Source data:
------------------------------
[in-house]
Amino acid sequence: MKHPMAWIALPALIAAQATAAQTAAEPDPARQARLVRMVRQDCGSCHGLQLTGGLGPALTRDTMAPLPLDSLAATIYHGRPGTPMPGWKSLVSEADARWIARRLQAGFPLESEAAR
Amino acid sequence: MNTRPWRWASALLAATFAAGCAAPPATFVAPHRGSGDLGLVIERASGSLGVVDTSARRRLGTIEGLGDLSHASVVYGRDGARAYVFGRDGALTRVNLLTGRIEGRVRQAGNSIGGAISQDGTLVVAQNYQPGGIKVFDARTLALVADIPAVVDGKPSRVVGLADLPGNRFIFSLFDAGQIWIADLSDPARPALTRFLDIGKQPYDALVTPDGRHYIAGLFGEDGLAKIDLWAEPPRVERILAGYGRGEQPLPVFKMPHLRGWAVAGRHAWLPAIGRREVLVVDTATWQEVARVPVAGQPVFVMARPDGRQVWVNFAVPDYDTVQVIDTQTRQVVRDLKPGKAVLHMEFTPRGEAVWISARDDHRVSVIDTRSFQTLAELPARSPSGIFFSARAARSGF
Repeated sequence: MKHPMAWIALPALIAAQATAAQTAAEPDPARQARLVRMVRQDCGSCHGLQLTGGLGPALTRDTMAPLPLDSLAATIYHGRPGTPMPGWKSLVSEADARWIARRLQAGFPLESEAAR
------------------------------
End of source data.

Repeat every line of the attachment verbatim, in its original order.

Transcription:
[in-house]
Amino acid sequence: MKHPMAWIALPALIAAQATAAQTAAEPDPARQARLVRMVRQDCGSCHGLQLTGGLGPALTRDTMAPLPLDSLAATIYHGRPGTPMPGWKSLVSEADARWIARRLQAGFPLESEAAR
Amino acid sequence: MNTRPWRWASALLAATFAAGCAAPPATFVAPHRGSGDLGLVIERASGSLGVVDTSARRRLGTIEGLGDLSHASVVYGRDGARAYVFGRDGALTRVNLLTGRIEGRVRQAGNSIGGAISQDGTLVVAQNYQPGGIKVFDARTLALVADIPAVVDGKPSRVVGLADLPGNRFIFSLFDAGQIWIADLSDPARPALTRFLDIGKQPYDALVTPDGRHYIAGLFGEDGLAKIDLWAEPPRVERILAGYGRGEQPLPVFKMPHLRGWAVAGRHAWLPAIGRREVLVVDTATWQEVARVPVAGQPVFVMARPDGRQVWVNFAVPDYDTVQVIDTQTRQVVRDLKPGKAVLHMEFTPRGEAVWISARDDHRVSVIDTRSFQTLAELPARSPSGIFFSARAARSGF
Repeated sequence: MKHPMAWIALPALIAAQATAAQTAAEPDPARQARLVRMVRQDCGSCHGLQLTGGLGPALTRDTMAPLPLDSLAATIYHGRPGTPMPGWKSLVSEADARWIARRLQAGFPLESEAAR